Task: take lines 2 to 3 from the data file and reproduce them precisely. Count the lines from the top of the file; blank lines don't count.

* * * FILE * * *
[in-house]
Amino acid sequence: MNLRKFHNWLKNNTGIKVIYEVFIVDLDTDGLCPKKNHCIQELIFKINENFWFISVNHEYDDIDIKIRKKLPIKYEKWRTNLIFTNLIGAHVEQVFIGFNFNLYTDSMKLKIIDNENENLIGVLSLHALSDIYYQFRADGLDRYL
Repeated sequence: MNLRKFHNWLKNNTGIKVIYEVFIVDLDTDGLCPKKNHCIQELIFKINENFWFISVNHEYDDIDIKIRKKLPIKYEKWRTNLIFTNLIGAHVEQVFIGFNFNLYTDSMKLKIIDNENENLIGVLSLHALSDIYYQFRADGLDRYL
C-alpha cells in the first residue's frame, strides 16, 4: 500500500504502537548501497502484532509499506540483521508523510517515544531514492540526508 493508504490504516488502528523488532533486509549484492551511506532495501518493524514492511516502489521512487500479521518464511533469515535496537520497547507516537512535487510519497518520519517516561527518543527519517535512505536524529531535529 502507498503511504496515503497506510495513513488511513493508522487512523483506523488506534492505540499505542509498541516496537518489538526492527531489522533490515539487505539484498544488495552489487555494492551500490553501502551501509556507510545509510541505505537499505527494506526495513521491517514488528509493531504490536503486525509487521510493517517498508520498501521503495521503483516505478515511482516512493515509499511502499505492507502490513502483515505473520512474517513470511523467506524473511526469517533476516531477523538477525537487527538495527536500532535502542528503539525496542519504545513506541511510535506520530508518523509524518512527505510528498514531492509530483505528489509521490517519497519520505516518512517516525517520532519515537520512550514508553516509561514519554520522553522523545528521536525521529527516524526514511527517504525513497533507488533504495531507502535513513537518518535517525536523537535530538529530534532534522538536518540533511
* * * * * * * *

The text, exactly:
Amino acid sequence: MNLRKFHNWLKNNTGIKVIYEVFIVDLDTDGLCPKKNHCIQELIFKINENFWFISVNHEYDDIDIKIRKKLPIKYEKWRTNLIFTNLIGAHVEQVFIGFNFNLYTDSMKLKIIDNENENLIGVLSLHALSDIYYQFRADGLDRYL
Repeated sequence: MNLRKFHNWLKNNTGIKVIYEVFIVDLDTDGLCPKKNHCIQELIFKINENFWFISVNHEYDDIDIKIRKKLPIKYEKWRTNLIFTNLIGAHVEQVFIGFNFNLYTDSMKLKIIDNENENLIGVLSLHALSDIYYQFRADGLDRYL